In the daylight the camera, which is a 5 megapixel unit on the reat, performs pretty well, but in low-light the lack of flash causes shots to be dark and perhaps blurry if you don’t hold the camera steady. That said, if you do have enough light, videos and photos taken on the B15 aren’t that bad and you can stick your own microSD card in for extra storage.
As mentioned before, there’s no extra GUI tweaks or additional plugins to worry about. This is a fairly standard Android Jelly Bean experience and, to be honest, I quite like it that way. There’s an FM radio, data usage indicators, a nippy browser with all the pinch / zoom action (even with your wet fingers) and, yes, it’ll even record video whilst you’re under water if you absolutely need to. :)
As usual there’s access to Google Play so you can download and play with all the apps that your mates use. I’m actually quite glad to be writing about a “tough” phone that can play with the “smart” phones too for once. The screen size and processor isn’t far off those super-high-end phones and you still get play Angry Birds.
An interesting little extra I spotted in the settings was the “Scheduled power on and off” app. It does pretty much what it says on the tin and this really is something I’ve not seen on a phone for such a long time. Remember those handsets that used to sound the alarm even when they were powered off? Oh yes, those were the days. We’re slowly getting there now..
Whilst we’re in the settings I should just mention that you can do all the usual things like accessing WiFi, setting up Bluetooth connections with your car or headset, setting ringtones, backdrops, audio profiles and adjusting the brightness.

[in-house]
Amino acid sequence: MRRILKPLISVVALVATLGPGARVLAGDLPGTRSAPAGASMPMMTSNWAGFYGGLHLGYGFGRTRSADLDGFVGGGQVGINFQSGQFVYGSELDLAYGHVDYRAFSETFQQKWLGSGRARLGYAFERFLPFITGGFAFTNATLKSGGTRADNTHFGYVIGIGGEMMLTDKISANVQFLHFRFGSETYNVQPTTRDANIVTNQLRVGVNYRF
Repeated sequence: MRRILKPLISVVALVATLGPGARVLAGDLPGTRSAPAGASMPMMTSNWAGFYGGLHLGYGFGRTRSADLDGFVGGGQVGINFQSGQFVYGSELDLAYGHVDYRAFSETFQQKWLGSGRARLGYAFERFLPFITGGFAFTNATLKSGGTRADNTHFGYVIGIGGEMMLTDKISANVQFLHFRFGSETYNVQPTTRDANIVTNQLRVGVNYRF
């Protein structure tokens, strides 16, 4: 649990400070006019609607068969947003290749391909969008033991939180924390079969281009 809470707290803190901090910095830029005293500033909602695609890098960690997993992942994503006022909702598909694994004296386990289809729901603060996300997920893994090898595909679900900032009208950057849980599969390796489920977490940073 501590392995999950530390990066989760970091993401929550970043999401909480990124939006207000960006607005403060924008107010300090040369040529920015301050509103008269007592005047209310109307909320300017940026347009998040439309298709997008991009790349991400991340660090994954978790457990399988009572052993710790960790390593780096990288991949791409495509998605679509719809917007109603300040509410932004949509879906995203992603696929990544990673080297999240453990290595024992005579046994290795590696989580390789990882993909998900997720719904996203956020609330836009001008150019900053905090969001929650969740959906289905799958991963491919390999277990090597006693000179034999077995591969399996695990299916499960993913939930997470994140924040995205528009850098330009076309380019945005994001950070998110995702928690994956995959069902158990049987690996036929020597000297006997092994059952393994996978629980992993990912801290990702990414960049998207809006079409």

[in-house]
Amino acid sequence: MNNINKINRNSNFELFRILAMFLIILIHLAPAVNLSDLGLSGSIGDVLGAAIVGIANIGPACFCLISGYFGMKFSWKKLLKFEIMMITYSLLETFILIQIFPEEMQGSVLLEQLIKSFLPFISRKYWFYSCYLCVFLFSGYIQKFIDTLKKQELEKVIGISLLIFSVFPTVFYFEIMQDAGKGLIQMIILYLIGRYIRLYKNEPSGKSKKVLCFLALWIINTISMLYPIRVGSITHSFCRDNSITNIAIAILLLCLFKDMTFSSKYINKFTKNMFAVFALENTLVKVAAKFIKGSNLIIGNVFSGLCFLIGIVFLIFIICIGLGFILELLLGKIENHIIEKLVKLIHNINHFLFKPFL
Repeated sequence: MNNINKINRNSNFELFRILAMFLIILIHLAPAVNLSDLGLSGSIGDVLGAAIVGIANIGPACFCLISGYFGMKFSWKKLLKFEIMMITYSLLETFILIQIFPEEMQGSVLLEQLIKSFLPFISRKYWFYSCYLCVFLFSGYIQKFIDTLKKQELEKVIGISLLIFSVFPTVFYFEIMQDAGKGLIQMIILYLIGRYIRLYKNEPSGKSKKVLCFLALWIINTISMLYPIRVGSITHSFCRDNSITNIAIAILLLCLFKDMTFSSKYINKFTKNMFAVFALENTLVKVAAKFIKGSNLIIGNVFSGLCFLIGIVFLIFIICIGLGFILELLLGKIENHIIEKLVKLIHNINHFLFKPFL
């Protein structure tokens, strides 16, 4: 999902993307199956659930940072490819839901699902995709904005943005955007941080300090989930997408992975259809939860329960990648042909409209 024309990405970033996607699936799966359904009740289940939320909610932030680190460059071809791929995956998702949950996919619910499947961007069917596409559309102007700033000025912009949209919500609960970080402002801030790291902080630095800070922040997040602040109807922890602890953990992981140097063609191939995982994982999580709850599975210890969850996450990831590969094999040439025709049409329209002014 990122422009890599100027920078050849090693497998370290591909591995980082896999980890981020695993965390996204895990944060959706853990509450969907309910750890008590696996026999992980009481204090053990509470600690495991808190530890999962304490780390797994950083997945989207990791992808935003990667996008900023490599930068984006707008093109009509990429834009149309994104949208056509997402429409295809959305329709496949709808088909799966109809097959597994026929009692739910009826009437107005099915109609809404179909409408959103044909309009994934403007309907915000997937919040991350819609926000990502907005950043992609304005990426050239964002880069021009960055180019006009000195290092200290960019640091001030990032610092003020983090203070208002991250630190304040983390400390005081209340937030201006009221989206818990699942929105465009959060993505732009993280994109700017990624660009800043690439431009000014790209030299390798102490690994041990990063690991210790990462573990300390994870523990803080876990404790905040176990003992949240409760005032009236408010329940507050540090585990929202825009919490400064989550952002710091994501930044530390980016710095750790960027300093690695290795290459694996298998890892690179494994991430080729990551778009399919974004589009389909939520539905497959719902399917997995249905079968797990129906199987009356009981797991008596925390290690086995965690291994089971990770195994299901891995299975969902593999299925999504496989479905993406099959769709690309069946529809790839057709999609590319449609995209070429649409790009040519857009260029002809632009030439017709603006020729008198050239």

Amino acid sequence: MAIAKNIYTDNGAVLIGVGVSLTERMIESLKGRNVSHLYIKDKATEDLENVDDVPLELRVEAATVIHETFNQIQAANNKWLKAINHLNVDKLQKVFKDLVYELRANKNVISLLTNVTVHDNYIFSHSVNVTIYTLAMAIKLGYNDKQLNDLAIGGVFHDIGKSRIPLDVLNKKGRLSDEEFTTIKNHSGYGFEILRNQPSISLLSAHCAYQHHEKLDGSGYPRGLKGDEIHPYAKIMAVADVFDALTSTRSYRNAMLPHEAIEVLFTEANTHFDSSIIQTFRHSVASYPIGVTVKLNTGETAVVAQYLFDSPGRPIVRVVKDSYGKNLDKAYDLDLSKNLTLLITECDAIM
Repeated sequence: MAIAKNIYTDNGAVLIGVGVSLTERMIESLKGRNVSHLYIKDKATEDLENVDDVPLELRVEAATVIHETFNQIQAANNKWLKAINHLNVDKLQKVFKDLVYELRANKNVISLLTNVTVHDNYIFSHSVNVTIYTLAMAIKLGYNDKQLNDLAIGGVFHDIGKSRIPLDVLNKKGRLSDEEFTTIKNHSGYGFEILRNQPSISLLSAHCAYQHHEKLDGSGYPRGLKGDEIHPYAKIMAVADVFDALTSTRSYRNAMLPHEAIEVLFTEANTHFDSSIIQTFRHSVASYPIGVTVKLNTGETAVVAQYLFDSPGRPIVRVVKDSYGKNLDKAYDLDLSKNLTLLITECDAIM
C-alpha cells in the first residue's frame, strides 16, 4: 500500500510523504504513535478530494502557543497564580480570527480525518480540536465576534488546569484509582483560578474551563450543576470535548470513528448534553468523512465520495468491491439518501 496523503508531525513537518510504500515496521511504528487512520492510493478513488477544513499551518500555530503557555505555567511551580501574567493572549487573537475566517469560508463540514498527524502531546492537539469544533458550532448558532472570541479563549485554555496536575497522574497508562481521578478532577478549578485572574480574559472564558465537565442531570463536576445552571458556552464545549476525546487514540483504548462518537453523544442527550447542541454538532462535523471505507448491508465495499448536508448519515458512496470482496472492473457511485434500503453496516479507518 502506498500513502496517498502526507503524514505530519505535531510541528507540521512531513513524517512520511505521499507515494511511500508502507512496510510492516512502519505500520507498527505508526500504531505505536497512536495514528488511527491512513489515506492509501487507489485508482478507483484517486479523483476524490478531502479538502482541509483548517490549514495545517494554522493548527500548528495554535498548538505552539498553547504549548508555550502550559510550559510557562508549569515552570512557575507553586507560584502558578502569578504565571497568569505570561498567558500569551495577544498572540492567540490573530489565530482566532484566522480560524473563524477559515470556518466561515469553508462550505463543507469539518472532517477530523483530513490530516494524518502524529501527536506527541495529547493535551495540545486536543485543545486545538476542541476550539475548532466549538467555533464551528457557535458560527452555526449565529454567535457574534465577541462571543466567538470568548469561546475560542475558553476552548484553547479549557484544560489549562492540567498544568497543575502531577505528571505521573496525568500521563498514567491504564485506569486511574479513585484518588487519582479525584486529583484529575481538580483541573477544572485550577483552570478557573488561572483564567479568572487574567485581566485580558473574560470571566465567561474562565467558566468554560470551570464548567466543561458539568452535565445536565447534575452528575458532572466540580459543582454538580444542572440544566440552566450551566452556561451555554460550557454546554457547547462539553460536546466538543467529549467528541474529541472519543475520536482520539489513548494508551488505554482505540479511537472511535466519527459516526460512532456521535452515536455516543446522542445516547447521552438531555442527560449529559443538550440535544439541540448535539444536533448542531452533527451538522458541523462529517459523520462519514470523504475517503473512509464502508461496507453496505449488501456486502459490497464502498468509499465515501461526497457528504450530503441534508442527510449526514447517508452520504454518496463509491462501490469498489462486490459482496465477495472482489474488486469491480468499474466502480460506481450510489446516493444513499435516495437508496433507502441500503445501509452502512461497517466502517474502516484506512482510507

Widgets can be dragged onto the home screen of course, which help to make the device exactly as you want it. Here you can see just a selection, but we have a Messaging widget, Music Playlist, News and Weather etc. You can add more via Google Play too, and you can create shortcuts to your most-used apps on the homescreen.
Here’s a selection of the apps available. The stock Android web browser fits the job nicely, but of course you can download Chrome (as I have below) or other browsers easily. All the Google Apps are on here (Google+, YouTube, Google Maps, GMail), so you can reply to email on the move, check prices and effectively run your business from this handset, then go off and have a few beers safe in the knowledge that if you drop it everything will actually be OK.
This is the most feature-rich “tough phone” I’ve ever reviewed. Sure, the specification isn’t-quite-as-high as your mates’ Galaxy S4 or HTC One but this has survived drops, survived a swim in the bath and it actually looks good too. This isn’t “just” a standard phone with a whole load of rubber wedged on, this has been designed from the ground up, and it shows. This is a phone that you can run your business from while you’re listening to the built-in FM radio. This is a phone with two SIM cards so that you can have your work and home life in one device, and it’s tough. Woah, it’s tough.
In the past we’ve looked at other tough phones, most notably from JCB, but CAT have really set the bar high here and I’m really impressed with the thing. This isn’t just for your builders or mechanics, this is for everyone who has ever dropped a phone.